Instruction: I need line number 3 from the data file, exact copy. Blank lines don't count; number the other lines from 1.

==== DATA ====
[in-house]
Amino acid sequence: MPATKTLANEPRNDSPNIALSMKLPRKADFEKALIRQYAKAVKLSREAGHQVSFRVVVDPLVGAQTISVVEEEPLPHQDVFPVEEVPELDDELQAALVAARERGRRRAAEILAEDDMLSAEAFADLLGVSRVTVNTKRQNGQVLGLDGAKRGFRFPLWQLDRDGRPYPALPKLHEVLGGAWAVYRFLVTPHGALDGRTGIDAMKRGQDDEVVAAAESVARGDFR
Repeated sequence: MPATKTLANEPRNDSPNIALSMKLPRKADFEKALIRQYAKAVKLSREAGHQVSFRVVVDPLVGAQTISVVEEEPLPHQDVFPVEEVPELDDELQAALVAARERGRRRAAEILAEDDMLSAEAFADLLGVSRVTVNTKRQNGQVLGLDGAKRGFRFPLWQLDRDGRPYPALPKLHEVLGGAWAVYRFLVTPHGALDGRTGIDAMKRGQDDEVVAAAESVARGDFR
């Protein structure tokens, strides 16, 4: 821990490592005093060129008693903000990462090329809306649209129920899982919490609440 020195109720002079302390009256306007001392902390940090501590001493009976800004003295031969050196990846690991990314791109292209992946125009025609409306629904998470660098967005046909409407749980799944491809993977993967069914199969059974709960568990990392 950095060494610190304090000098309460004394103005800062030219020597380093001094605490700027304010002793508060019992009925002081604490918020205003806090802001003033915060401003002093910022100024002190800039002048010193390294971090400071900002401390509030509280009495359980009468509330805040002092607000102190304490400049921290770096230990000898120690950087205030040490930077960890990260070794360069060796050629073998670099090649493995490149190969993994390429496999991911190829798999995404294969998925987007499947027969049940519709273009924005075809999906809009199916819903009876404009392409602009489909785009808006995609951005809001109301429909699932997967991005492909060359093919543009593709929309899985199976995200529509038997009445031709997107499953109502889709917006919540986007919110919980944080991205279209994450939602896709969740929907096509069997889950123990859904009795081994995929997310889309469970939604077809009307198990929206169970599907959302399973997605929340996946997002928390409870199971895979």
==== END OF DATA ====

Repeated sequence: MPATKTLANEPRNDSPNIALSMKLPRKADFEKALIRQYAKAVKLSREAGHQVSFRVVVDPLVGAQTISVVEEEPLPHQDVFPVEEVPELDDELQAALVAARERGRRRAAEILAEDDMLSAEAFADLLGVSRVTVNTKRQNGQVLGLDGAKRGFRFPLWQLDRDGRPYPALPKLHEVLGGAWAVYRFLVTPHGALDGRTGIDAMKRGQDDEVVAAAESVARGDFR